I was in Vietnam for five nights (including my arrival in the country late at night), but in this post I will put forth a comfortable 2D-2N itinerary only for Hanoi. A 1N-2D Halong cruise actually takes up almost two days, and I will write about this in my next post. 

I didn't book any guided tours at all in the city, but for anyone who prefers tours, I will suggest two great options at the end of my post. 


I stayed in the Old Quarter at a lovely hotel called the Hanoi Golden Moon Hotel. This is a budget/mid-range option in a location that is perfect if you want to do most of your sight-seeing on foot. Having said that, there is no dearth of good hotels in Hanoi, so if you want to splurge on a more luxurious experience or go budget in a hostel, do by all means. You won't be disappointed! However, I would strongly recommend staying at the city-centre because this is where all the action is, so the Old Quarter, or a hotel facing the Hoan Kiem lake would be best. And, if your pockets are very deep, you may consider the iconic Sofitel Metropole Legend Hanoi in the French Quarter. I did go to see the building, but then that's as far as I could go with my budget! :)

Day 1. Let's get started! 

I started early in morning, and after a hearty breakfast of fruit, pho, coffee, and an assortment of other delicious tapas-like-items, I stepped out to greet Hanoi. The first whiff of a new place is exhilarating, and I turned to my Google maps and headed towards the Hoan Kiem lake. 

Some cities have a certain charm about them. 
Hanoi is one such place.

The weather was perfect, not too cold but there was a nip in the air, the sky clear and bright. I could almost see the red bridge in my mind's eye, and after a seven-minute walk through the Old Quarter labyrinth, there she was.

Tourists and locals alike flock this part of the city 

The Hoan Kiem lake is literally heart and soul of this beautiful city, and rightfully so. 


I must have spent more than a few hours strolling around the lake, occasionally getting a bite to eat (and trust me, you will be spoilt for choice!). 

Tree-lined pavements and benches
are everywhere

In Hanoi, you are never too far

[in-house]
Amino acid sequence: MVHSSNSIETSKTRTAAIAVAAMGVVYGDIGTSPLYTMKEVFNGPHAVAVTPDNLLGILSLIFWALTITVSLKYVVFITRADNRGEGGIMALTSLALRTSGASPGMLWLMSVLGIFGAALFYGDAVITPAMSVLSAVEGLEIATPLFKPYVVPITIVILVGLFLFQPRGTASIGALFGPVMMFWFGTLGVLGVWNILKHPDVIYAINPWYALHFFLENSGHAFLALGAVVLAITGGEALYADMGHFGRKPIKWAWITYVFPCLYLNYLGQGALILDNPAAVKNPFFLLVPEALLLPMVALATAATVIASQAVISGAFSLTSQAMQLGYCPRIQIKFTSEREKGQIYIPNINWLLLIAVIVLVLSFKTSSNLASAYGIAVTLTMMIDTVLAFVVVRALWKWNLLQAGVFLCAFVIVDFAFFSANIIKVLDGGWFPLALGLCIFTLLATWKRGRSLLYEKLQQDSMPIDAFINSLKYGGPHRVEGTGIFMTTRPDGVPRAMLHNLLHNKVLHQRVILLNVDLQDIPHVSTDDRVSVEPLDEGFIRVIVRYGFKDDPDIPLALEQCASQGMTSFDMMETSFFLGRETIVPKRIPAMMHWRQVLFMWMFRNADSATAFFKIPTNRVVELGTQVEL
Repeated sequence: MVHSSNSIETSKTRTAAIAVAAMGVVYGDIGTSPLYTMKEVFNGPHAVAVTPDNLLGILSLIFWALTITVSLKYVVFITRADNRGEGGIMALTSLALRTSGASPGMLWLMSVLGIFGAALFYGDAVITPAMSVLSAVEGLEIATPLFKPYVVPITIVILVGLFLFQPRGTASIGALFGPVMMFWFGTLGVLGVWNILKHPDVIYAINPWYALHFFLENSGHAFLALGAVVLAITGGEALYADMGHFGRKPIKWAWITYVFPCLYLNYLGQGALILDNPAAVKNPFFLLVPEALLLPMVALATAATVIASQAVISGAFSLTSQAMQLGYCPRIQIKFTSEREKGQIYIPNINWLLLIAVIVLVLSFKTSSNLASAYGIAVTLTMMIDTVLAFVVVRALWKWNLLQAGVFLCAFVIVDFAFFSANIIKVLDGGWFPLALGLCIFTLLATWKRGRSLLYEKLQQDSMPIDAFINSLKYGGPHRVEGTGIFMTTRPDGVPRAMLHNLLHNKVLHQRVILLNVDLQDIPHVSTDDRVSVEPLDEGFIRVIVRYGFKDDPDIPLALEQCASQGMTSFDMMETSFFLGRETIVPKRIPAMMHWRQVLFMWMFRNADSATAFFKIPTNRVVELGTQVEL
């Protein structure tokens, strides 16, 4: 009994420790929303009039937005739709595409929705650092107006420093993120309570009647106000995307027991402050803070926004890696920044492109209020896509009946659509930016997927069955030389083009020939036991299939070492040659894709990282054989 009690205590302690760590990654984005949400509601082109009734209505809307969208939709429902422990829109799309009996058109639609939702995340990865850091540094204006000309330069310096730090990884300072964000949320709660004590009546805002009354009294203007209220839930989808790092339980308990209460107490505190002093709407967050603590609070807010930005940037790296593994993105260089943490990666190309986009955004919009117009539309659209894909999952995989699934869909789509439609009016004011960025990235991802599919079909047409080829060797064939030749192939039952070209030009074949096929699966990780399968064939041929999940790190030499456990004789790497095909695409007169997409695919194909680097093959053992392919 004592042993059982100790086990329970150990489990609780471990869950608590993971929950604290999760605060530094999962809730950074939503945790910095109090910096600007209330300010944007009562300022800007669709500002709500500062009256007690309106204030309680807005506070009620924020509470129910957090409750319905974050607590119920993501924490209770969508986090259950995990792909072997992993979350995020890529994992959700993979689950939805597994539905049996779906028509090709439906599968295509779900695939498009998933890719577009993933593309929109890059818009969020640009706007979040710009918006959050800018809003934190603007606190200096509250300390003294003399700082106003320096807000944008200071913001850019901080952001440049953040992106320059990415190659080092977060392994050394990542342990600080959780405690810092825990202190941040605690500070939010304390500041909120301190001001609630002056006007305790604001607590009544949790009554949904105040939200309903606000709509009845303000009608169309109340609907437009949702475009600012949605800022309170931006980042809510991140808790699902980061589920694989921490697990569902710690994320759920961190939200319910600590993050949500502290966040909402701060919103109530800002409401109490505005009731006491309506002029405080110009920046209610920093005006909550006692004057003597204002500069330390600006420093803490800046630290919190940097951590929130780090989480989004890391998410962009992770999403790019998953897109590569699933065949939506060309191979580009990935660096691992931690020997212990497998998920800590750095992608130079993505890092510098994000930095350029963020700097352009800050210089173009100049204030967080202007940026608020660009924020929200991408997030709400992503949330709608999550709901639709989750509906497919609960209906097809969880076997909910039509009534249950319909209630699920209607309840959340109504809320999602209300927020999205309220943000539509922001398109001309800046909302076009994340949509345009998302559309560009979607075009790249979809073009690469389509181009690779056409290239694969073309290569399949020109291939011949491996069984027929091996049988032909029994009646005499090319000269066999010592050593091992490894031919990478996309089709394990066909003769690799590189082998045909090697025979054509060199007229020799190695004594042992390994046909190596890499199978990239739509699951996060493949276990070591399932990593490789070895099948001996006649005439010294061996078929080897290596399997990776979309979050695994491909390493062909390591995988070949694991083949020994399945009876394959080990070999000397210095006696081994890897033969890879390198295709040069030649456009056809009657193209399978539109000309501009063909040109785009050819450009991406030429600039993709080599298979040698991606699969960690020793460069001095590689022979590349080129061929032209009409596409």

from a souvenir shop

The bridge across the lake takes you to the Ngoc Son temple. (The entry for foreigners is 30,000 dongs.) 

At the temple site

At the end of the bridge, you will enter an enclosed space that houses a specimen of a beautiful giant turtle that died in 1967. At the time of death, he was believed to be 900 years old! History buffs, you can find read about his death here

This turtle is said to have weighed 250 kg

Turtles are generally revered in this part of the world, and have been since the 15th century when Emperor Ly Thai defeated an invading Chinese king using a magical sword that was bestowed upon him by the Gods. Legend has it that the day after his victory, the emperor came upon a giant golden turtle swimming on the surface of the lake in Hanoi. The creature snatched the sword from the king and supposedly restored it to its divine owners. Ever since the Hoan Kiem lake has been known as the "Lake of the Restored Sword". Many believe that catching these giant creatures will bring good fortune, while others believe that the original turtle still lives on in the the deep waters of the lake. 

If you come to Hoan Kiem in the morning you will find runners, joggers, and amblers but as night falls it turns into a place of fun and games. There are street performers, both locals and expats, lots of light everywhere, music and dance, and lovely people everywhere you look. A walk around this lake will also take you to the Water Puppet Theatre. Water puppetry is an age-old cultural art form that is being revived in Vietnam today. 

A marathon was being run the day I visited the lake

Kids enjoying a day out

In the evening, the most buildings around the lake
are lit up. Every thing looks festive

This is also the best place to hire cyclos, which are cycle-powered vehicles, and are a fun way to look around if you are not in the mood to walk. Cyclo tours are also quite popular, I believe, and can be booked through most tour agencies, or you could simply negotiate with a cyclo pusher on the road. I took a cyclo ride from the Opera House to catholic church. It was such a fun ride, because you sit in front (as opposed to the the cycle rickshaws in India that are pulled from the front. 

I spent quite some time at the French Quarter admiring the the majestic Opera House building, and the grand Sofitel Hotel. The character of Hanoi changes completely when you move from the Old Quarter to the French Quarter. The colonial French buildings are reminiscent of Paris and it did honestly remind me of the latter. Wide roads and well-paved footpaths characterize this part of the city. Unfortunately there were no shows at the opera house on the days I was at Hanoi. Had it been otherwise, I wouldn't have missed it for the world! 

I had my first little treat food here in the French Quarter, a stone's throw from the Sofitel Hotel from a little hole-in-the-wall shop selling icecream. I chose the chocolate-coconut flavour in a crispy cone. Yum! This costed me 15,000 dongs.